The semester had just started, a brilliant blue day in early September. I sat on a bench underneath the beauty of the maples, their gold-green leaves turning a blazing red. I should have been in class, but I was twenty years old and in despair. I was unhappily married: working at Longs Drugs and going to school part-time, buying groceries with food stamps when I wasn't cleaning the house and cooking. My husband was twenty-four. When he could get work, he painted houses, then had his buddies over to play cards, drink, and listen to Led Zeppelin. Stairway to Heaven? I don't think so.
Meanwhile, I hoped and prayed my parents would get a divorce. My mother had taken the first step--talking to a lawyer--but I wondered if she'd really be able to go through with it. My parents had spent the last ten years fighting. The word fighting doesn't suffice. I'll put it this way: once I had to call the police, and they came to the rescue, wrapping my parents in straitjackets. Once my mother took a hammer and smashed the glass out of the family photographs on the hallway wall. Once my father was missing. Poof, disappeared. He was found in the neighbor's bushes.
My marriage was a year old, and I had to get out. I didn't know how to get out. I didn't know why my loving, funny parents were so insane. Everyone was Jekyll and Hyde. I trusted no one. Why were people so insane? Was I going to be insane? Was I already? What would happen to my younger sister? How could I take care of her? I could barely take care of myself. Every time I visited my parents, I thought I would die of grief and guilt. My sister would cry and cling to me as I tried to leave my parents' house. She ran after me and stood by my wreck of a car, pleading, "Take me with you! Take me with you!"
Books, an education: this was the only way out, but it was a slow process. Most days it felt like nothing could help. I had the dark notion that no matter what I did, I was going to repeat my parents' mistakes. What other life did I know? I was so afraid. Sometimes it felt like I couldn't get from one minute to the next.
I sat on the bench on the beautiful campus, staring dully at the emerald lawn. The brick buildings covered with ivy represented the possibility that I could learn how to live. However, the book that spoke the most to me at the time was Joan Didion's Play It As It Lays: What makes Iago evil? some people ask. I never ask.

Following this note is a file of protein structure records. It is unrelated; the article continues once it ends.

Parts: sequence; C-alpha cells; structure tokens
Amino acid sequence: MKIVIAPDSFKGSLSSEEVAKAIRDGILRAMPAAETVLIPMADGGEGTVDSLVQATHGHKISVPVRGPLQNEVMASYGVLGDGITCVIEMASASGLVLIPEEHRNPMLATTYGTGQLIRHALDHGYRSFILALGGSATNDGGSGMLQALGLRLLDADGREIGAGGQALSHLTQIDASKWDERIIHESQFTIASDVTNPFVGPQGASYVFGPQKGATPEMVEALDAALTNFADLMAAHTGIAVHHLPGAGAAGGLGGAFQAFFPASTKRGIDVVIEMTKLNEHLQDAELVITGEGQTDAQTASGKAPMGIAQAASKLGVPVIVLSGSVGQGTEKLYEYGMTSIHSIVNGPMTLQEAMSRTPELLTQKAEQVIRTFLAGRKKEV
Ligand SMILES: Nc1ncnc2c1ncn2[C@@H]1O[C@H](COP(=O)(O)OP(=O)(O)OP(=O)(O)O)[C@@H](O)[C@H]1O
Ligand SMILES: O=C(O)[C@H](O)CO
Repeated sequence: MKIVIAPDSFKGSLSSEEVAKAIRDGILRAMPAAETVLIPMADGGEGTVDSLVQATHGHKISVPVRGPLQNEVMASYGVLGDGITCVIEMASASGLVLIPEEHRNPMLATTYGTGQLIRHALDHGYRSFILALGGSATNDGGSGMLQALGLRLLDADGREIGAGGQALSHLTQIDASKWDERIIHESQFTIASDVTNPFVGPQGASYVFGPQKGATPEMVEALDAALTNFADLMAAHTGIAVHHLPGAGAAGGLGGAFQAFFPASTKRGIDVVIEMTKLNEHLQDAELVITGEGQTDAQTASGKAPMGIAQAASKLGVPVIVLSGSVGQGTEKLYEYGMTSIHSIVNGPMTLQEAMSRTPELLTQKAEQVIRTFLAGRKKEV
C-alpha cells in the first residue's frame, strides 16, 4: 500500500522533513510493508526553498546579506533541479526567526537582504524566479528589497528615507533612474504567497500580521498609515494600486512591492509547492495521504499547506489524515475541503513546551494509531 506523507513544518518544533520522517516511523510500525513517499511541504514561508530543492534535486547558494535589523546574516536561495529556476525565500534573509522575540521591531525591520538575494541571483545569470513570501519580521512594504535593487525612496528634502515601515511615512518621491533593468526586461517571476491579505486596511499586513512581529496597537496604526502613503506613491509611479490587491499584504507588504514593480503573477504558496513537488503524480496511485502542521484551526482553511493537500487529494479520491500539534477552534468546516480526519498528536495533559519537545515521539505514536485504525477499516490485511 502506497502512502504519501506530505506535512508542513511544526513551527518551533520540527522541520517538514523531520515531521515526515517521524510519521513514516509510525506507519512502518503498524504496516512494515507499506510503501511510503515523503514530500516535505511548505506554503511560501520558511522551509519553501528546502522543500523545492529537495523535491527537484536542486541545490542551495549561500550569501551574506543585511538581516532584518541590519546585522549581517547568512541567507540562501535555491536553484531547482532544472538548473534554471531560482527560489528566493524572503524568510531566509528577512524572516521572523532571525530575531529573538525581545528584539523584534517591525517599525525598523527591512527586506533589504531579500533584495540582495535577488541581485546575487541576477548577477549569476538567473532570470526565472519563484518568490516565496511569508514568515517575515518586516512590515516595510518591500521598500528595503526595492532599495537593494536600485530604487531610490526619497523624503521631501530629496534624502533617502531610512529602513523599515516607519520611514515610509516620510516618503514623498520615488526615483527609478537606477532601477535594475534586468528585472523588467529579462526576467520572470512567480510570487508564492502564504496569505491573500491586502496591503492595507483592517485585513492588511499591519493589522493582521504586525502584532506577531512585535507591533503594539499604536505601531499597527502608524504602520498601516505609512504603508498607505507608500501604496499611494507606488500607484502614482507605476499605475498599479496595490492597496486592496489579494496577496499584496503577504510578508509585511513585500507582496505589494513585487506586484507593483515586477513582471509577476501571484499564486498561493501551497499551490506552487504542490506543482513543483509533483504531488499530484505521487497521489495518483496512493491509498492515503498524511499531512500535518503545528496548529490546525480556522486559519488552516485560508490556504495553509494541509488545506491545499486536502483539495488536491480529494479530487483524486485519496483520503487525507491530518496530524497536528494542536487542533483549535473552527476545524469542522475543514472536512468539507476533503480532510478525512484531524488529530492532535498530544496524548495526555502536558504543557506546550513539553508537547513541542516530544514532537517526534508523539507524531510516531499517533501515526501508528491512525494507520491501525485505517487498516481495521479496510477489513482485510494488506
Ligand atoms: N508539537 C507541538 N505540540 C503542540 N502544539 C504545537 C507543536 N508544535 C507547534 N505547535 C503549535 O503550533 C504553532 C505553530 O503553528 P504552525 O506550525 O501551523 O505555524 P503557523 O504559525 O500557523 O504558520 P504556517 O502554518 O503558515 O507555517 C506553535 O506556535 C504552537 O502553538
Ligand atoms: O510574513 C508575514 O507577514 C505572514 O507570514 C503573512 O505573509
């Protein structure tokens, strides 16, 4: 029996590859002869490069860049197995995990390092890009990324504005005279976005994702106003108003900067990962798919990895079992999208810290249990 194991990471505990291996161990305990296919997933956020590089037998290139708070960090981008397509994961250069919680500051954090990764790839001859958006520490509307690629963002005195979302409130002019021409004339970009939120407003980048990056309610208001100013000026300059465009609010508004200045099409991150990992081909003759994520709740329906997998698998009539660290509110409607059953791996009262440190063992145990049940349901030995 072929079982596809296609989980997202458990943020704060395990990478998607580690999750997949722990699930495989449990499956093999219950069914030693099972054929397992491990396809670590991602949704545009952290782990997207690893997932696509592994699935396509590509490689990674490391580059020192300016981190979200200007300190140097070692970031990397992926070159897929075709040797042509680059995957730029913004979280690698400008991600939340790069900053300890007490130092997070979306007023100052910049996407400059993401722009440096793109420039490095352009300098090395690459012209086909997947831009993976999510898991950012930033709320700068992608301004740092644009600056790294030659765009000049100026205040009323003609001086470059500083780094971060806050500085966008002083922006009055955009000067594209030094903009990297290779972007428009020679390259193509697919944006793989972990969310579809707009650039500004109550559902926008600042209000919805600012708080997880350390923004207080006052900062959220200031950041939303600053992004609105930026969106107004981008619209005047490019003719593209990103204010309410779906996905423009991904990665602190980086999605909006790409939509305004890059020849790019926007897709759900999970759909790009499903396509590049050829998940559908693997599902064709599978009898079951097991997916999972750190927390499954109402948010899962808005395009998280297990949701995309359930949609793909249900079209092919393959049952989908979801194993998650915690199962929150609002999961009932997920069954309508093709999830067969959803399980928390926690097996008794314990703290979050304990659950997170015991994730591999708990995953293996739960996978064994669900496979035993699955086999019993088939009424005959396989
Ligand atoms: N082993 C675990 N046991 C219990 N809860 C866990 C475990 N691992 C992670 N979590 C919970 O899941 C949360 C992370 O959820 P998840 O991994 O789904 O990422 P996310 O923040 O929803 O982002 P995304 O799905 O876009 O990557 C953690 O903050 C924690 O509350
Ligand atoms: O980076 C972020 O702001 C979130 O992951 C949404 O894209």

I was close to never asking, my mind and heart flat.
An old man sat down next to me. The bench wasn't that big, so I felt uncomfortable, this geezer with wild snowy hair and gnarled hands sitting there with a book in his lap, but he wasn't reading. He was looking at me. Ugh. Another insane person to deal with. I was about to get up when he asked if I was a student at the college. I nodded. He introduced himself, said he had been a professor there, but was retired now. His voice made me feel better, calmer, so I told him my name. He asked if I'd ever read anything by Rainer Maria Rilke. He showed me the book he was reading, Letters to a Young Poet. I wrote poetry. But I didn't tell him this. I told him that I had heard of Rilke, but had never read anything he wrote. He handed me his book and said to keep it. Then he got up and walked away.
I read the book that day. Each sentence was an awakening, but I kept returning to this passage: Be patient with everything unresolved in your heart and try to love the questions themselves as if they were locked rooms or books written in a very foreign tongue. Do not search for the answers, which could not be given to you now, because you would not be able to live them. And the point is, to live everything. Live the questions now. Perhaps then, someday far in the future, you will gradually, without even noticing it, live your way into the answer.